Smallholders and stockbreeders, by contrast, provides a rare survey of the history of foodcrop farming, and a unique look at the history of animal husbandry, in the Southeast Asian region.
Thirteen contributions by an international selection of expert authors cover topics ranging from the agricultural economy of precolonial Java to the growth of rice production in the Mekong Delta since 1950, and from the breeding of horses on the northern borderlands of mainland Southeast Asia to the production and consumption of beef in the Philippines. New light is shed on old questions regarding the directions in which Southeast Asian agriculture has evolved over the centuries, and new questions raised regarding the cultural, demographic, economic and political determinants of farming practices. While the geographical and chronological scales of analysis vary, most chapters deal with relatively large areas and with developments over periods of 100 years or more. Besides production for subsistence, commercial aspects of livestock and foodcrop farming are also given due attention and prove to have been important in many parts of the region from very early periods.
Smallholders and stockbreeders is essential reading for anyone interested in the agricultural history of Southeast Asia, whether for its own sake, or in connection with other aspects of regional history, or for purposes of comparison with other parts of the world.
This book examines the history of human interaction with forest and marine ecosystems in Indonesia, Malaysia and the Philippines. Rainforests falling to snarling chainsaws, and factory trawlers emptying the life out of tropical seas, are nowadays among the most familiar images of Southeast Asia. Yet the present excessive levels of logging and fishing have emerged only within the last generation. Until a few decades ago it was common for marine and forest-related economic activities in Southeast Asia to have limited, and in the long run rather stable, effects on the environment. Did this relative stability simply reflect lower population densities, less well developed markets, and less efficient extraction technologies? Or was it the result of successful resource management techniques and institutions? If so, why have these since failed or been abandoned? Seventeen contributions by an international selection of expert authors cover topics ranging from the collection of rattan, beeswax and forest resins in the seventeenth century to the management of modern marine nature reserves.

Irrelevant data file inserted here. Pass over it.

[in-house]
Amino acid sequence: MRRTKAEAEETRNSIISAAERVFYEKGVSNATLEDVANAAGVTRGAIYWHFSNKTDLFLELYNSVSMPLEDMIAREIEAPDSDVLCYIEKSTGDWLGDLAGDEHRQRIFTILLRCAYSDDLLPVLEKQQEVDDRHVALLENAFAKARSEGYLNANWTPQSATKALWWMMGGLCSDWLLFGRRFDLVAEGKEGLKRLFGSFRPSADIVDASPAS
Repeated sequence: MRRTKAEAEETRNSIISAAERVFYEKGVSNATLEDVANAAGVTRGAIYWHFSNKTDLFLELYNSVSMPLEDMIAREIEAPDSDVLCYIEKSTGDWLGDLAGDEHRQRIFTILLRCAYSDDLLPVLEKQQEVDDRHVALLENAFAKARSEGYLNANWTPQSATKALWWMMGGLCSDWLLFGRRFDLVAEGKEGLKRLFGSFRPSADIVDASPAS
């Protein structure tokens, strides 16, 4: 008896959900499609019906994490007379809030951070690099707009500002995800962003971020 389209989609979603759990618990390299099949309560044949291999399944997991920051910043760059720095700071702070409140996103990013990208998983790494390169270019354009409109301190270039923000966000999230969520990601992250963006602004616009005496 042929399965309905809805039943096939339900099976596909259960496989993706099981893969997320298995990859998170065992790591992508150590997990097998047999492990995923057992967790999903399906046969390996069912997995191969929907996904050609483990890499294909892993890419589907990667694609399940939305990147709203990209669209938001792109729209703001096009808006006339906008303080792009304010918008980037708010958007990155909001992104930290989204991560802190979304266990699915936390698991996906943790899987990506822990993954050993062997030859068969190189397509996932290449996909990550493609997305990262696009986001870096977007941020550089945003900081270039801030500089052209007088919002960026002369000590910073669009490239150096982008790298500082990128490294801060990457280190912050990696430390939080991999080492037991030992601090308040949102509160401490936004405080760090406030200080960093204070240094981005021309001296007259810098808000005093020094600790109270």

Muddied waters is essential reading for anyone interested in the environmental history of Southeast Asia, whether in connection with other aspects of this particular region, or in relation to patterns of environmental change and resource management in other parts of the world.
Too much of what has so far passed for the 'historical background' to Indonesia's environmental problems has consisted of little more than thinly disguised backward projections of modern trends. The writers in this volume report on their own pioneer journeys into the paper landscapes of the colonial literature and archives in search of the real environmental history of Indonesia.